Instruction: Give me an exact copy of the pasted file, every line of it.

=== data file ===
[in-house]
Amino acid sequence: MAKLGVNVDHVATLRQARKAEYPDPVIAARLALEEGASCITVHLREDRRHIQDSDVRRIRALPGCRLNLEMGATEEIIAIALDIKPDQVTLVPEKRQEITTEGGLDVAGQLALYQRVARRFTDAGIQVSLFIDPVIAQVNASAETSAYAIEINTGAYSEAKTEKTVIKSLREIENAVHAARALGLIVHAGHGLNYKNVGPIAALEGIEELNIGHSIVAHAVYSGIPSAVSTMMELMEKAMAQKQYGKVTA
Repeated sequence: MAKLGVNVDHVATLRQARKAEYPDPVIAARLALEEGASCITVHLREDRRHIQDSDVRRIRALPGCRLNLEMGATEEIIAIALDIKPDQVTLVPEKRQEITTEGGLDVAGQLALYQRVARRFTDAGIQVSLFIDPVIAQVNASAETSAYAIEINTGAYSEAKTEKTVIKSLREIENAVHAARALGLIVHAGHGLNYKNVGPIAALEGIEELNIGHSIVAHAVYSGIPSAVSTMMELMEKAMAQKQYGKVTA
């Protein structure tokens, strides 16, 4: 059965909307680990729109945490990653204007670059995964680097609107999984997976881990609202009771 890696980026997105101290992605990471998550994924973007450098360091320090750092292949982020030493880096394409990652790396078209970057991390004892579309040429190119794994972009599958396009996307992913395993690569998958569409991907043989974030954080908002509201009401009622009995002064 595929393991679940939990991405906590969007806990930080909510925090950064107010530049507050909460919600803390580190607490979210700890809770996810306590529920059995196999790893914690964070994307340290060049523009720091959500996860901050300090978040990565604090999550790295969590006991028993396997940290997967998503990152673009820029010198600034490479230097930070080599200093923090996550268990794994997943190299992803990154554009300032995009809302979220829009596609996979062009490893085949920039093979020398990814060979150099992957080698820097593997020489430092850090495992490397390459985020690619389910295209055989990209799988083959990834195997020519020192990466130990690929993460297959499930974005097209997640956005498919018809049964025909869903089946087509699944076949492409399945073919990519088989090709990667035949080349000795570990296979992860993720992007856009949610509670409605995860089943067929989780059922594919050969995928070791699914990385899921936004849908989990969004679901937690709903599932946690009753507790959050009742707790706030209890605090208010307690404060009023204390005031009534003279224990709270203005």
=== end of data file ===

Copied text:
[in-house]
Amino acid sequence: MAKLGVNVDHVATLRQARKAEYPDPVIAARLALEEGASCITVHLREDRRHIQDSDVRRIRALPGCRLNLEMGATEEIIAIALDIKPDQVTLVPEKRQEITTEGGLDVAGQLALYQRVARRFTDAGIQVSLFIDPVIAQVNASAETSAYAIEINTGAYSEAKTEKTVIKSLREIENAVHAARALGLIVHAGHGLNYKNVGPIAALEGIEELNIGHSIVAHAVYSGIPSAVSTMMELMEKAMAQKQYGKVTA
Repeated sequence: MAKLGVNVDHVATLRQARKAEYPDPVIAARLALEEGASCITVHLREDRRHIQDSDVRRIRALPGCRLNLEMGATEEIIAIALDIKPDQVTLVPEKRQEITTEGGLDVAGQLALYQRVARRFTDAGIQVSLFIDPVIAQVNASAETSAYAIEINTGAYSEAKTEKTVIKSLREIENAVHAARALGLIVHAGHGLNYKNVGPIAALEGIEELNIGHSIVAHAVYSGIPSAVSTMMELMEKAMAQKQYGKVTA
């Protein structure tokens, strides 16, 4: 059965909307680990729109945490990653204007670059995964680097609107999984997976881990609202009771 890696980026997105101290992605990471998550994924973007450098360091320090750092292949982020030493880096394409990652790396078209970057991390004892579309040429190119794994972009599958396009996307992913395993690569998958569409991907043989974030954080908002509201009401009622009995002064 595929393991679940939990991405906590969007806990930080909510925090950064107010530049507050909460919600803390580190607490979210700890809770996810306590529920059995196999790893914690964070994307340290060049523009720091959500996860901050300090978040990565604090999550790295969590006991028993396997940290997967998503990152673009820029010198600034490479230097930070080599200093923090996550268990794994997943190299992803990154554009300032995009809302979220829009596609996979062009490893085949920039093979020398990814060979150099992957080698820097593997020489430092850090495992490397390459985020690619389910295209055989990209799988083959990834195997020519020192990466130990690929993460297959499930974005097209997640956005498919018809049964025909869903089946087509699944076949492409399945073919990519088989090709990667035949080349000795570990296979992860993720992007856009949610509670409605995860089943067929989780059922594919050969995928070791699914990385899921936004849908989990969004679901937690709903599932946690009753507790959050009742707790706030209890605090208010307690404060009023204390005031009534003279224990709270203005």